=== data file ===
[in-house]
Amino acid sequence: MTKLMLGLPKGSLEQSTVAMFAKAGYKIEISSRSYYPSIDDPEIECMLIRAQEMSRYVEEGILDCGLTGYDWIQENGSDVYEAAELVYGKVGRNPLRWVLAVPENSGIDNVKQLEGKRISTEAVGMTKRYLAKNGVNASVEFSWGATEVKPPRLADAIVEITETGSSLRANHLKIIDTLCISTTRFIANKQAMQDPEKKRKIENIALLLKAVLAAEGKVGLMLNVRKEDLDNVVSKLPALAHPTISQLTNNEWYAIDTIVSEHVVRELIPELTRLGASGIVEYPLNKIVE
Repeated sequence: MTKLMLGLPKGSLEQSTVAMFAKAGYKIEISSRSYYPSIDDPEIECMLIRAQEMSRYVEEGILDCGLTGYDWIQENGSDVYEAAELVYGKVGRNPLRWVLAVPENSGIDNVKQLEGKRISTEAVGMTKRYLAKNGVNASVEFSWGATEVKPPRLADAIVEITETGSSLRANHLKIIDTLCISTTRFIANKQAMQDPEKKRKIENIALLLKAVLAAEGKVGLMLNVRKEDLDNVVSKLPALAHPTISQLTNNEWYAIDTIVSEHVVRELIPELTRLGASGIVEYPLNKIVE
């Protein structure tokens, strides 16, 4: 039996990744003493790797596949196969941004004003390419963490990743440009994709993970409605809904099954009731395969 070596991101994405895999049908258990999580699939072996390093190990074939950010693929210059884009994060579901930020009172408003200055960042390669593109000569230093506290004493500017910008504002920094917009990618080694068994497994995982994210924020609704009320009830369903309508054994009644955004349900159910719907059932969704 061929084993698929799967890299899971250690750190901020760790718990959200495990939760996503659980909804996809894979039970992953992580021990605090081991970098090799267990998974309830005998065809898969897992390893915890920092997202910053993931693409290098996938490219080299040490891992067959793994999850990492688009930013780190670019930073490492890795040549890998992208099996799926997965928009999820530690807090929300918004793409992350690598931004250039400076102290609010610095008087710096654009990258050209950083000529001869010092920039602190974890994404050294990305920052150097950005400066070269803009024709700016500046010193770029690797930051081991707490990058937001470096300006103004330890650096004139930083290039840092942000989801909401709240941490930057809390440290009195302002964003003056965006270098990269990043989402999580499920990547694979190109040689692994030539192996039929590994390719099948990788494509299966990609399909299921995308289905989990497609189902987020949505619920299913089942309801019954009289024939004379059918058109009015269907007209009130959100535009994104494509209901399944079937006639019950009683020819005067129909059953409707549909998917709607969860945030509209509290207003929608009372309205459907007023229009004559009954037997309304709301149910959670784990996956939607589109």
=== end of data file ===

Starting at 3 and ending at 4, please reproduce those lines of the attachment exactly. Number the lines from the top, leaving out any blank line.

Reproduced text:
Repeated sequence: MTKLMLGLPKGSLEQSTVAMFAKAGYKIEISSRSYYPSIDDPEIECMLIRAQEMSRYVEEGILDCGLTGYDWIQENGSDVYEAAELVYGKVGRNPLRWVLAVPENSGIDNVKQLEGKRISTEAVGMTKRYLAKNGVNASVEFSWGATEVKPPRLADAIVEITETGSSLRANHLKIIDTLCISTTRFIANKQAMQDPEKKRKIENIALLLKAVLAAEGKVGLMLNVRKEDLDNVVSKLPALAHPTISQLTNNEWYAIDTIVSEHVVRELIPELTRLGASGIVEYPLNKIVE
């Protein structure tokens, strides 16, 4: 039996990744003493790797596949196969941004004003390419963490990743440009994709993970409605809904099954009731395969 070596991101994405895999049908258990999580699939072996390093190990074939950010693929210059884009994060579901930020009172408003200055960042390669593109000569230093506290004493500017910008504002920094917009990618080694068994497994995982994210924020609704009320009830369903309508054994009644955004349900159910719907059932969704 061929084993698929799967890299899971250690750190901020760790718990959200495990939760996503659980909804996809894979039970992953992580021990605090081991970098090799267990998974309830005998065809898969897992390893915890920092997202910053993931693409290098996938490219080299040490891992067959793994999850990492688009930013780190670019930073490492890795040549890998992208099996799926997965928009999820530690807090929300918004793409992350690598931004250039400076102290609010610095008087710096654009990258050209950083000529001869010092920039602190974890994404050294990305920052150097950005400066070269803009024709700016500046010193770029690797930051081991707490990058937001470096300006103004330890650096004139930083290039840092942000989801909401709240941490930057809390440290009195302002964003003056965006270098990269990043989402999580499920990547694979190109040689692994030539192996039929590994390719099948990788494509299966990609399909299921995308289905989990497609189902987020949505619920299913089942309801019954009289024939004379059918058109009015269907007209009130959100535009994104494509209901399944079937006639019950009683020819005067129909059953409707549909998917709607969860945030509209509290207003929608009372309205459907007023229009004559009954037997309304709301149910959670784990996956939607589109």